How To Prevent Hardwood Issues This Summer
Posted on Jun 3rd 2016 Posted by Meredith — Comments ↓
Ah, summer. Some of us flourish in the heat; some of us huddle up to the closest air conditioning and offer our thanks to the deities of modern convenience. We all have our needs during the season, but did you know your hardwood floors are the same way?
Think of it like this: You’re more likely to be exposed to hot sun and dangerous UV rays in the summertime than you are in winter. Sunburn is painful in the short term and can cause skin damage down the line. In order to avoid this you take a preventative measure, like wearing a hat or applying sunscreen. You’re stopping the damage before it starts.
With hardwood floors in the summertime, your concerns could be due to increased moisture in the air, known as Relative Humidity or simply RH. When wood gains moisture, it expands, and expansion can lead to problems like cupping, buckling, and distortion. It’s important to note that expansion is NOT symptomatic of a poor installation job or shoddy work: hardwood is a natural product and so it’s subject to changing environmental conditions just like we are! There’s even a special word for it:
Want to know how to handle your hardwoods this summer? Read on.
While there’s no one whizz bang solution to prevent all seasonal hardwood concerns from developing into full-blown problems, there are a few ways to reduce the odds of trouble arising down the line.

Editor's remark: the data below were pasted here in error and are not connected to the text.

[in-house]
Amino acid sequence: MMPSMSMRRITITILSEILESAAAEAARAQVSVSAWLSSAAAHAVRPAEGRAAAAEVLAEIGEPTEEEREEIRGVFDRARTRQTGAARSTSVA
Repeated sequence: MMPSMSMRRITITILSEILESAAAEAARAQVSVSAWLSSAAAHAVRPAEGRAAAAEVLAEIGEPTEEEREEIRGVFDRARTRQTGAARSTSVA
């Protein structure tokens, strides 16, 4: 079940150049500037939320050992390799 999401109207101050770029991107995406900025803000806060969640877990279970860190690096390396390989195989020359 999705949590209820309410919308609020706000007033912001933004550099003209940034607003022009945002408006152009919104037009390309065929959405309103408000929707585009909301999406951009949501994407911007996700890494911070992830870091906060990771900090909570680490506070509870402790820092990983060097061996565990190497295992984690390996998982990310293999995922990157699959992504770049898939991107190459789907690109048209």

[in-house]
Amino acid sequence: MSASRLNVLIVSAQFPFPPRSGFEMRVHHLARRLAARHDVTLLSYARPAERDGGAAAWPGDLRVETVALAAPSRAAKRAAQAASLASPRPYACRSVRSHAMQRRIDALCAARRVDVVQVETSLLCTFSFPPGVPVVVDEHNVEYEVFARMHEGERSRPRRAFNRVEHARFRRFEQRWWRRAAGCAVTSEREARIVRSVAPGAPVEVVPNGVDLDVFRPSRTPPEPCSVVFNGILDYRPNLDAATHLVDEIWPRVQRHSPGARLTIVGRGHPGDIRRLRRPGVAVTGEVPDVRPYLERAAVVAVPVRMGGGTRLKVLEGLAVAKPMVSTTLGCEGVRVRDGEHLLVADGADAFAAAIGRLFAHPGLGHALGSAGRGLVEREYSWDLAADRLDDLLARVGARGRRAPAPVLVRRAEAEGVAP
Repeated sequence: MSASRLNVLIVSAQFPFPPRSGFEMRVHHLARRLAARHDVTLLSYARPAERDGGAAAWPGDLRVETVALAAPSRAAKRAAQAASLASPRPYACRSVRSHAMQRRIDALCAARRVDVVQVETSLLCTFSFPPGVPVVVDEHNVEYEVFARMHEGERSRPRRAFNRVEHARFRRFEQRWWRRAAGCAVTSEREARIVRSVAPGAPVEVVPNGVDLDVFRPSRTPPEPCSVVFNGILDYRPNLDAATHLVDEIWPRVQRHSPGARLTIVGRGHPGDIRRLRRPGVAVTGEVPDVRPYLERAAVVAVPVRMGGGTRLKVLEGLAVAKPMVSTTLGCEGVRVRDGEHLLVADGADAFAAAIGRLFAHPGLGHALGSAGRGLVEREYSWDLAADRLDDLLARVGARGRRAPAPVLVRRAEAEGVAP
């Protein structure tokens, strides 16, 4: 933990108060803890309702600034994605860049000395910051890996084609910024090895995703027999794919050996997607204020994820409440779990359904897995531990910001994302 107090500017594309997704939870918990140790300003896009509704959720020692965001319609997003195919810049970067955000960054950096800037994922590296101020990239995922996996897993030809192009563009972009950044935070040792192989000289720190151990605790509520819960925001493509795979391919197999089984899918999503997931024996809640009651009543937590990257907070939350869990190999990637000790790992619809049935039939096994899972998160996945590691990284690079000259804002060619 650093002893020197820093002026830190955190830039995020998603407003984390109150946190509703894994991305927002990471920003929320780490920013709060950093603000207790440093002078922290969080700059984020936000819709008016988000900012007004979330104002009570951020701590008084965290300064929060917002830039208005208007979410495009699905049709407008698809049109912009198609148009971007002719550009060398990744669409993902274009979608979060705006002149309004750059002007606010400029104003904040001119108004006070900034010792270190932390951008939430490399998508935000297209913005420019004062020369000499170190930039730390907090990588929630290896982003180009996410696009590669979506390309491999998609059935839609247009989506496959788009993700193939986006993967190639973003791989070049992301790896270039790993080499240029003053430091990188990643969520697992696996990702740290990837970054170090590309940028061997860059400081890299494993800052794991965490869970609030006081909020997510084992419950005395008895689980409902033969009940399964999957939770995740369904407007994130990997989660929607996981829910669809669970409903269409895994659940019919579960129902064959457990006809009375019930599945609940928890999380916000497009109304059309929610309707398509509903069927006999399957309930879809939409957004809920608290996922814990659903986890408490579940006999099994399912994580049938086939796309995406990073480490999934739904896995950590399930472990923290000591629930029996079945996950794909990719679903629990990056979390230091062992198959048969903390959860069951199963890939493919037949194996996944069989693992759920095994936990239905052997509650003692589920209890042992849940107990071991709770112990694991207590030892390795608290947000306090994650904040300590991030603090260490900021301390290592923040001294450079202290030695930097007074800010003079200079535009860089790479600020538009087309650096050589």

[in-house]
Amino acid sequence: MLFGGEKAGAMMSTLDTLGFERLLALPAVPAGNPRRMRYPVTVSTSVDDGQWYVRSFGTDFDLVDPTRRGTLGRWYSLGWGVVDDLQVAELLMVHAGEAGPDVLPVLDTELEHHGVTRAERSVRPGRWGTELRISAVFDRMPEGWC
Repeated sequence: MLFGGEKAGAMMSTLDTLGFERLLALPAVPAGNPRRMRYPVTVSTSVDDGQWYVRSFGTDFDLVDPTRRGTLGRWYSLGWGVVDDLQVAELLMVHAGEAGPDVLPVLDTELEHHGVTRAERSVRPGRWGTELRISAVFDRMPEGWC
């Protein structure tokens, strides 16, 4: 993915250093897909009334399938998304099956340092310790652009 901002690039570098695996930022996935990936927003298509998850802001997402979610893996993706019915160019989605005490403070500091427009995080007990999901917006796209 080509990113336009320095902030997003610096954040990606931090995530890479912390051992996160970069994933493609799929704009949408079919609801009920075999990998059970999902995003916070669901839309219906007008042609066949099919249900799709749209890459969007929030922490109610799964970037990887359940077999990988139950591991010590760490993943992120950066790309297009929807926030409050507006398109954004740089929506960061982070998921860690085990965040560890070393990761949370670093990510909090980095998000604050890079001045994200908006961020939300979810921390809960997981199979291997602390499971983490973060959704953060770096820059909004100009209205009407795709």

• Acclimation Letting your floor acclimate to its new environment for a sufficient amount of time prior to installation is critical; at least 48 hours is a good starting point but your time may vary. This post in our Resource Center goes into more depth.
• Narrower Boards Hardwood boards that are narrower in design expand and contract less than their wider counterparts.
• Engineered Construction Did you know engineered hardwood was actually designed as a more stable alternative to traditional solid hardwood? Now you do! It’s better at withstanding environmental changes than solid hardwood material.
There are several common ways to remove moisture from the air in your home. The first option is ventilation, simply throwing the windows open and letting nature do the work, but this method is highly dependent on your local climate and favors cold, arid locations. If the dew point – the temperature at which moisture in the air condenses into dew - is any higher than 60 degrees, opening up your home for ventilation will do more harm than good.
The next options are mechanical in nature. First off, there’s air conditioning. The catch? An air conditioner only wicks moisture away when it’s running. If you’re an energy-conscious person who likes to turn the AC down when you’re away from home, this might not be the best choice. The next option is a dehumidifier. They’re available in a huge range of sizes, from miniature to massive to those that go to work in your whole house. Dehumidifiers are great for areas that get less attention from a standard air conditioning, like basements and crawl spaces.
With a little care and some forethought, you and your hardwood floors can survive summer in great shape!
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